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Sitting on the Laps of Mad Men

IMG_1956Recently, during the midday lunch rush, I found myself sitting on a strange man’s lap, drinking an old fashioned, while smoking a cigarette. With a scratchy sizzle, I crushed the tip of my Lucky Strike into an ashtray. In that moment I realized: I don’t have affairs, I don’t smoke. I don’t drink old fashioneds. What is going on?

I stood up, gingerly smoothing the pleats of my ankle-length skirt. I checked the bounce in my curls and walked back home. My heels clicked up the front stairs and I went over to our rotary phone. I dialed my husband’s number and confessed, “I think I’ve been watching too much Mad Men.”


It’s hard for me to acknowledge that I am so easily influenced. I’m newly shocked each time I find myself disappointed that the latest laundry detergent leaves my clothes just as dingy as they were before. Why do I keep believing in “New and Improved Stain-Fighting Power”?

When I was a kid, my parents (knowing my easily persuaded personality and probably holding each other in fear) would annoyingly recite the phrase to me, “Garbage in, Garbage out.”   Swayed by all voices but theirs, I never listened to them. (Sheesh, these people have never been kids before.)

For added humiliation they would sometimes sing “Garbage in, Garbage out” to the famous* Petra song “Computer Brains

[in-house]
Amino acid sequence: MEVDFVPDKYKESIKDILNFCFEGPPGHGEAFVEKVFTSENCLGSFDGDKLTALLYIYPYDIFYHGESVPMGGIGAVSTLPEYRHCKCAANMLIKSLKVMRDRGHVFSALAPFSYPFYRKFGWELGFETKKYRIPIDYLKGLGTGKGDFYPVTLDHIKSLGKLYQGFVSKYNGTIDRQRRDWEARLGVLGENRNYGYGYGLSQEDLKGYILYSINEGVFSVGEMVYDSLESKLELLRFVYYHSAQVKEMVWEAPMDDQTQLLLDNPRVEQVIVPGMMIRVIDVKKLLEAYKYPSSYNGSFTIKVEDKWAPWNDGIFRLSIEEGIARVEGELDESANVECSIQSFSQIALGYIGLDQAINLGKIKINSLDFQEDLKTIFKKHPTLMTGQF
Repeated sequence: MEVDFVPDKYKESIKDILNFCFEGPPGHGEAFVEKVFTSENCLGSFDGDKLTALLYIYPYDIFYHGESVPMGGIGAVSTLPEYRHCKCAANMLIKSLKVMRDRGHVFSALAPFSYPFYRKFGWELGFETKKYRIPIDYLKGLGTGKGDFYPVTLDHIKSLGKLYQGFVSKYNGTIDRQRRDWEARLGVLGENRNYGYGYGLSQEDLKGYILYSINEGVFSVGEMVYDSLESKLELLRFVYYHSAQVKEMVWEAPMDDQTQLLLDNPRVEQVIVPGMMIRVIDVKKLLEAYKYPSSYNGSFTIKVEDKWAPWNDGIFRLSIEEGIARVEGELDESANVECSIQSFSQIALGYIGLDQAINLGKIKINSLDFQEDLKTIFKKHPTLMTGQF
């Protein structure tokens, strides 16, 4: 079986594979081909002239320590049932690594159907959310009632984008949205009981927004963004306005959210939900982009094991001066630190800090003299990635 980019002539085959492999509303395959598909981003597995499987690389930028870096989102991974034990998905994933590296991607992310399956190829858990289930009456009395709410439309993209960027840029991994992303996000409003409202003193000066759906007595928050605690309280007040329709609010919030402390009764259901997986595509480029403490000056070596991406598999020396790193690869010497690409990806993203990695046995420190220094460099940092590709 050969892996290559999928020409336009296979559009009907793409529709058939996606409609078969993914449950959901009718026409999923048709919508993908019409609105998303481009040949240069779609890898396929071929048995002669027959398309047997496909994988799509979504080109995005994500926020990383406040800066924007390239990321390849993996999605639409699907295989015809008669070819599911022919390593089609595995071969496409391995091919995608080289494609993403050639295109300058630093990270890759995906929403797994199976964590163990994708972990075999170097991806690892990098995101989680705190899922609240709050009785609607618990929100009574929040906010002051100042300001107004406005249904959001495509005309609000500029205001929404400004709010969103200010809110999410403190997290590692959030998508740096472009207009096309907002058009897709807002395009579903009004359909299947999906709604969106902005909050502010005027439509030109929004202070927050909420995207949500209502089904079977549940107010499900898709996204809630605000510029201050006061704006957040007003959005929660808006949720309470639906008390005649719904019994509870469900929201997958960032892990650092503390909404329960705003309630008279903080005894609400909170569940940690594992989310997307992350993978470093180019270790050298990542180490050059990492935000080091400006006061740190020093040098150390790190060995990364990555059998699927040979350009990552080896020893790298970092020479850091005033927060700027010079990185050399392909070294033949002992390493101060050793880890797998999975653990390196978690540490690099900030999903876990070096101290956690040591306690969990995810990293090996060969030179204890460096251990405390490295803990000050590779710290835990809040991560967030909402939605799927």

Computer brains, put garbage in

Computer brains, get garbage out


As if singing Christian rock would help.

But even if I tried to listen to them, I didn’t really understand their point. How does not eating out of a trashcan relate to my desire to watch endless reruns of Married with Children? Plus, what does “Garbage Out” mean? You’ll poop garbage? Isn’t that basically what already happens?

computerBetween Petra’s “Computer Brains” mixed with my limited exposure to 80’s pop culture, the only thing I was getting out of the phrase “Garbage In, Garbage Out” was an image of the Garbage Pail Kid, Valarie Vomit gagging over an IBM 5150 personal computer.

It’s not until our thirties that most of us begin to admit to ourselves that the people, images, and ideas that we surround ourselves with have an influence over who we are. And unfortunately, this is right around the time that our kids start wanting to kill fluffy bunnies on video games and watch TV shows with plot lines centered around flatulence.

Just like our parents before us, our new understanding leads us down the fool’s path of desiring to spread our knowledge to the younger generation. Which in turn leads us to the idea of speaking to kids on their level.

And the next thing we know, we are sitting at the computer researching the name of the coolest, spiritually ambiguous, non-twerkable song on choosing good influences.

While our children roll their eyes at us in humiliation.

* to white, suburban, Christian kids in 1986

Published inThe Mundane Life

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